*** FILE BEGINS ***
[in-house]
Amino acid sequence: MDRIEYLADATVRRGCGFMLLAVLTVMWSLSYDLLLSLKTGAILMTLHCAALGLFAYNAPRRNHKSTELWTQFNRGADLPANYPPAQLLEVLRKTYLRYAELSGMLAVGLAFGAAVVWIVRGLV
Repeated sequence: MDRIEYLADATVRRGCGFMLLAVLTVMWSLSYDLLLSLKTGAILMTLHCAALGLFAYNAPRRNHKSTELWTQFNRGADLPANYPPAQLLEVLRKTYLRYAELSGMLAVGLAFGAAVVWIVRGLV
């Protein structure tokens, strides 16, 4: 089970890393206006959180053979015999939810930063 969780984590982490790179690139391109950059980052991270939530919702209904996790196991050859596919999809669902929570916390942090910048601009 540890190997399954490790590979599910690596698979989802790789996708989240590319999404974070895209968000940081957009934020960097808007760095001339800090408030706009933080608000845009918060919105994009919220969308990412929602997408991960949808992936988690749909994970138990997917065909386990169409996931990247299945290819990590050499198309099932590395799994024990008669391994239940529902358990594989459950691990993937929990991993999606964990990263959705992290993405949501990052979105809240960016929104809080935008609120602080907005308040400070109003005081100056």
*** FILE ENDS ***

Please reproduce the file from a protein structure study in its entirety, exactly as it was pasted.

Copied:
[in-house]
Amino acid sequence: MDRIEYLADATVRRGCGFMLLAVLTVMWSLSYDLLLSLKTGAILMTLHCAALGLFAYNAPRRNHKSTELWTQFNRGADLPANYPPAQLLEVLRKTYLRYAELSGMLAVGLAFGAAVVWIVRGLV
Repeated sequence: MDRIEYLADATVRRGCGFMLLAVLTVMWSLSYDLLLSLKTGAILMTLHCAALGLFAYNAPRRNHKSTELWTQFNRGADLPANYPPAQLLEVLRKTYLRYAELSGMLAVGLAFGAAVVWIVRGLV
């Protein structure tokens, strides 16, 4: 089970890393206006959180053979015999939810930063 969780984590982490790179690139391109950059980052991270939530919702209904996790196991050859596919999809669902929570916390942090910048601009 540890190997399954490790590979599910690596698979989802790789996708989240590319999404974070895209968000940081957009934020960097808007760095001339800090408030706009933080608000845009918060919105994009919220969308990412929602997408991960949808992936988690749909994970138990997917065909386990169409996931990247299945290819990590050499198309099932590395799994024990008669391994239940529902358990594989459950691990993937929990991993999606964990990263959705992290993405949501990052979105809240960016929104809080935008609120602080907005308040400070109003005081100056």